Sunday, 22 May 2011

perhaps i am spending TOO long on songmeanings.net




What's your favourite rhyme in pop music?  Do you have one?  How stupid a question is that?  I'm not even entirely sure what my own answer is, come to think of it, though i'm pretty tempted to go for Jarvis Cocker's remarkable "Your name was Deborah, Deborah / It never suited ya, suited ya" from Pulp's "Year 2000".


I do definitely have a least favourite one, though.  Allow me to quote some Coldplay.

Said I'm gonna buy a gun and start a war,
If you can tell me something worth fighting for.
- Coldplay, "A Rush of Blood to the Head"

I'd be lying if i claimed i could explain precisely why i find this quite as annoying as i do.  I think it has a lot to do with the horribly earnest tone of the whole song, the way the plangent, bland music seems to lend support to the words, as if they were really interesting and original.  But it's also particularly the way that Chris Martin presents this rhyme.  There's just something about both the words and his performance of them which absolutely shouts out LOOK WHAT I DID LOOK WHAT I DID I MADE A RHYME AND WENT ALL POLITICAL, AT THE SAME TIME, THAT'S TWO THINGS AT THE SAME TIME THAT I DID THERE, I'M LIKE A POET AND THAT.  It is presented as a serious, insightful and original political statement, and it isn't one.

However, in waging war against this, i have to ask myself what i'm actually fighting for - because rhyming "war" with "fighting for" is a really really popular thing to do.




Look:








Five hundred and five results.  That is very nearly one in every thousand songs listed on songmeanings.net.  And, if we make the completely reasonable assumptions that a) answers.com is entirely correct and b) songmeanings.net contains a representative selection of the total number of pop songs released everywhere, this means that there are 28 (.3) songs released each year which rhyme "war" with "fighting for".  That's more than two a month.  That's millions.  And it's not even just millions, it's more than this number:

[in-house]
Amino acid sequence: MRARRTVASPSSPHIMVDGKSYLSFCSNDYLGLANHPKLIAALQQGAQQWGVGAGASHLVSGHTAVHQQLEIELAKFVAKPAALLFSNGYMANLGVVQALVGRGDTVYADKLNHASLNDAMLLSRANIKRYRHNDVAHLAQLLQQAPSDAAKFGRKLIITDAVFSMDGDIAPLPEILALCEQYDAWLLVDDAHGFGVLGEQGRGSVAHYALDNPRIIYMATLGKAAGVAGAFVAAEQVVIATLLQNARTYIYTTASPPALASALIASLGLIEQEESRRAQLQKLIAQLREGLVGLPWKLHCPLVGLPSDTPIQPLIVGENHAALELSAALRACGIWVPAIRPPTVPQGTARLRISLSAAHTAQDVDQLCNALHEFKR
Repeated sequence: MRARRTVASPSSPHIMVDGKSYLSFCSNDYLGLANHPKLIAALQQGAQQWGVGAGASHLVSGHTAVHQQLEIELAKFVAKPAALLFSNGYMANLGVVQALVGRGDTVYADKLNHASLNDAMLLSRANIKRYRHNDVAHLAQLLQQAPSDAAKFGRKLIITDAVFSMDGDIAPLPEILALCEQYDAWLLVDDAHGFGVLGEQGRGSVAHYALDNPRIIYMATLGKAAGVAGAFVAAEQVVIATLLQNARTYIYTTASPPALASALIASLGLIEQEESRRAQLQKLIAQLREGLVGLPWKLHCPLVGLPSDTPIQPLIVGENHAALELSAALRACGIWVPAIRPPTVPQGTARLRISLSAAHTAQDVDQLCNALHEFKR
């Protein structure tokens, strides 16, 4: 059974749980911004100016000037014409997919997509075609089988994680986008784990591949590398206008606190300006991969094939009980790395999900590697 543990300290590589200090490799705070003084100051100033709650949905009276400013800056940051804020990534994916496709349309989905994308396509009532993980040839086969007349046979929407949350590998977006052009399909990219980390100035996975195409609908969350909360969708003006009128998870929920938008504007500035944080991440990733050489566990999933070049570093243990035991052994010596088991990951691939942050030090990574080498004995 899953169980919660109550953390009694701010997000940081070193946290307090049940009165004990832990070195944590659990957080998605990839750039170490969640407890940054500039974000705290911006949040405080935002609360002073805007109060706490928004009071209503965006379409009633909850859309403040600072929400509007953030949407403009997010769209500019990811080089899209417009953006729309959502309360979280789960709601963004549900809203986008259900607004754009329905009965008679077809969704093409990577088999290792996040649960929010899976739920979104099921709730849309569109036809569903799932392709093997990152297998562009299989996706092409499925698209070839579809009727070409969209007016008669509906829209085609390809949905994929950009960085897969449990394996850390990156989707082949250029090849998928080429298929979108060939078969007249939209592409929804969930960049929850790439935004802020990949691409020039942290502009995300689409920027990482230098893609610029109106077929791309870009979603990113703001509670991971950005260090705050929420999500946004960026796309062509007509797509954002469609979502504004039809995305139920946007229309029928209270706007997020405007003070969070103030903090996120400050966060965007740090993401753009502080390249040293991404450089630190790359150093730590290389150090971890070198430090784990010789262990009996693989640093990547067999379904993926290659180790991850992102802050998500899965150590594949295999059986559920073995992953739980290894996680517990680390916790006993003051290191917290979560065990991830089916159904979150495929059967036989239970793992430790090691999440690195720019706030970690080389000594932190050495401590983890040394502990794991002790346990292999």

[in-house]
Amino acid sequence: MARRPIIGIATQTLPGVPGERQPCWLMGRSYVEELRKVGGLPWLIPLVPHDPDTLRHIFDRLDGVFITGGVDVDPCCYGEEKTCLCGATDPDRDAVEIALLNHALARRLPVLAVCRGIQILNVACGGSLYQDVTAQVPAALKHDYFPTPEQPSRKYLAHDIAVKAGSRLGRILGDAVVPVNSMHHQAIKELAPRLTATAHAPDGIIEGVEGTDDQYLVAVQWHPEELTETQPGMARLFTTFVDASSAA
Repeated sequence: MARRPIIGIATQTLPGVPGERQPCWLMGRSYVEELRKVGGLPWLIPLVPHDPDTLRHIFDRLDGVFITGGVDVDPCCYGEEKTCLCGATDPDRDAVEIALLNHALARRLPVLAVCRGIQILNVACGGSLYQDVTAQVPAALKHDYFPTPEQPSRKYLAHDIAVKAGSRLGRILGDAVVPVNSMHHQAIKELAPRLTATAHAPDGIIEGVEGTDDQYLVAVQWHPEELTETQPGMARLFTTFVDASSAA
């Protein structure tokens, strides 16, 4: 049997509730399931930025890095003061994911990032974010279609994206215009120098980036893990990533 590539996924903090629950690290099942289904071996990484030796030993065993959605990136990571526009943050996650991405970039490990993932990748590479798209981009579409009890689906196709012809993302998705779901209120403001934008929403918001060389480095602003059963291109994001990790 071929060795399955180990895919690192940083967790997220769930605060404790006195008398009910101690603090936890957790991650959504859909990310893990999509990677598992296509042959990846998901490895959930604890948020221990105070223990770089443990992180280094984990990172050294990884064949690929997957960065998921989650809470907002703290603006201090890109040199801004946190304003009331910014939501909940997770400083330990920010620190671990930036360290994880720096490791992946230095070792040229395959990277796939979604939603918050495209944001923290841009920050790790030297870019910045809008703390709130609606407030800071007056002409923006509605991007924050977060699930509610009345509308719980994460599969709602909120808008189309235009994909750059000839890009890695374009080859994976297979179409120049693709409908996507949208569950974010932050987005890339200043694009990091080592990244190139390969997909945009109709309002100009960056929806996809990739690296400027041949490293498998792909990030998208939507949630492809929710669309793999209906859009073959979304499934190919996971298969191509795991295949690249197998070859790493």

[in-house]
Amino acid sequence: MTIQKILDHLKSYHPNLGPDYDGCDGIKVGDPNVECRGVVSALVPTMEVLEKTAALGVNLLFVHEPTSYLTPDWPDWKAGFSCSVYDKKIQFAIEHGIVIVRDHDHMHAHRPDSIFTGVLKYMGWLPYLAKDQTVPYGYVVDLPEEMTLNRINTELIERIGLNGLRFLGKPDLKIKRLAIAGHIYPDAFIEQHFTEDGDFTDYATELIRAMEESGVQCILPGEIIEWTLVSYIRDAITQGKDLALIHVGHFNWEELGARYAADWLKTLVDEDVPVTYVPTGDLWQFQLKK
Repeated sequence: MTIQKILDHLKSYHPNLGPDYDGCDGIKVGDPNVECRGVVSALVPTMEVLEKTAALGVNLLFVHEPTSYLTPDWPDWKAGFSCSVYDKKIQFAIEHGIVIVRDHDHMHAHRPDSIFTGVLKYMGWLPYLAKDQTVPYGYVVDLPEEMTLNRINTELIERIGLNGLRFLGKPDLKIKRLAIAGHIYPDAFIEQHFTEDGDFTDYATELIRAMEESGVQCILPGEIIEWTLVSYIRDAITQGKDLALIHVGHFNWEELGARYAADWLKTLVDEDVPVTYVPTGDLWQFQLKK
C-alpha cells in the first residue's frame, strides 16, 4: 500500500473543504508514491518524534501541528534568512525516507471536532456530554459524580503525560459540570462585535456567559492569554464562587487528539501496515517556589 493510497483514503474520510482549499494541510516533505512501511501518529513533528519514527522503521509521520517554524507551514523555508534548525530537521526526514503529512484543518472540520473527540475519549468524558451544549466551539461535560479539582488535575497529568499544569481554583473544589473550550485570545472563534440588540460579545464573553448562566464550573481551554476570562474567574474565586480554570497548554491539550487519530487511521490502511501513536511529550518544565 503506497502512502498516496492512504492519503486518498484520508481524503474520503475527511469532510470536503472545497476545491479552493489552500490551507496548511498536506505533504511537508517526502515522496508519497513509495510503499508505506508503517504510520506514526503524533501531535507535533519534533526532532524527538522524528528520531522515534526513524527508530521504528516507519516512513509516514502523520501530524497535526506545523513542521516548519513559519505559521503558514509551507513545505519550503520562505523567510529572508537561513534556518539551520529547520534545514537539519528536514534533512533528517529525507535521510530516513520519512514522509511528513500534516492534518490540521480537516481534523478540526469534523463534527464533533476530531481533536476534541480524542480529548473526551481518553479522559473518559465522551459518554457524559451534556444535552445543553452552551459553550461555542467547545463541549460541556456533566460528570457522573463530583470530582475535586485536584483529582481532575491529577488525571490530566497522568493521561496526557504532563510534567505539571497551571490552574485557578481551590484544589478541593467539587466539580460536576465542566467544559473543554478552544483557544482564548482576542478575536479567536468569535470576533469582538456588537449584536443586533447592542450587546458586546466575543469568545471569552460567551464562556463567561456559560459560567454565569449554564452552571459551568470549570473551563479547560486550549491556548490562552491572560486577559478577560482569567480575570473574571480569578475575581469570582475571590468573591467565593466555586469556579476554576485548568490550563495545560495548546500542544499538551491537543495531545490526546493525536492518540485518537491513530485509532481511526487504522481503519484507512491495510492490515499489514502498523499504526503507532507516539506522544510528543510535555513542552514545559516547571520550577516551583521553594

And it completely trounces "mercedes / ladies", though i reckon this is one to watch for the future.

Of course, not all of them are incredibly annoying like the Coldplay one, some of them are by incredibly cool people, and some don't even rhyme "war" and "fighting for" at all, but just contain both terms.  But quite a lot of them do; i think the absolute low point is this Robbie Williams song, in which he essentially sidles up to a battlefield and goes "Guys guys GUYS, what's all this about, eh?"

Singing,
I won't go to war,
Lay down your guns,
What are we fighting for?
- Robbie Williams, "Happy Easter (War is Coming)"

Anyway.  Can you find a more overused rhyme in pop music?  I shall only accept proof based on facts derived from eccentric use of search engines.

7 comments:

  1. My favourite is the Divine Comedy's:

    I like your car, you curse like a trooper
    During a hard reversing manoeuvre.

    Arguably that's three rhymes. If so I'll nominate language/sandwich from Land Down Under. My least favourite is me/see/you/do. Again, technically two rhymes. They're all really common words so I don't know how you'd test it, but I think probably every vacuous pop starlet has done it at least once. It's arguably in Common People, though, so it's not pure evil.

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  2. It might have something do with the fact that /fə/ is a much more natural pronunciation.

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  3. Andrew - language/sandwich is pretty special. There's also this, from Big Boi's rap in Janelle Monae's 'Tightrope':

    Act up and whether we high or low we gonna get back up
    Like the Dow Jones or Nasdaq
    Sorta like a thong in an asscrack

    which i quite like, though i guess that if we start on rap then there's no way back really.

    Ben - much as i enjoy your enthusiasm for the schwa, are you sure that we'd say that at the end of a phrase? "Fight /fə/ your right to party", sure - but i'm pretty sure i'd say "Is it worth fighting /fɔː/?"
    Also, you didn't reply to my email at all.

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  4. i was too curt. it's stressed at the end of the phrase, so we'd say /fɔː/. but to stress 'for' is unnatural *in a general sense*. of course i have no statistics to support me so i could be wrong in every way but i'd wager /fə/ is by far the more common pronunciation in all (roughly-in-a-chris-martin-accent) speech, and that 'for' occurs far more commonly in positions where it is unstressed. that's what i mean by 'more natural'.

    my intuitions went like this: stressed 'for' is annoying to the ear because it's the relatively-much-less-common pronunciation so it seems to impress on us it status as a rhyme-word and so as poetry but at the same time constitutes poor poetry because what makes it 'poetry' (rhyme) is the enforcement-by-syntax of a less natural pronunciation whose unnaturalness is exacerbated when stretched by a whining singer into ɔːːːːːːːː.

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  5. i'm not much of a replier!

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  6. Oh ok, sure, that makes sense. like it. Also, i just really dislike Coldplay generally; this may be a factor also.

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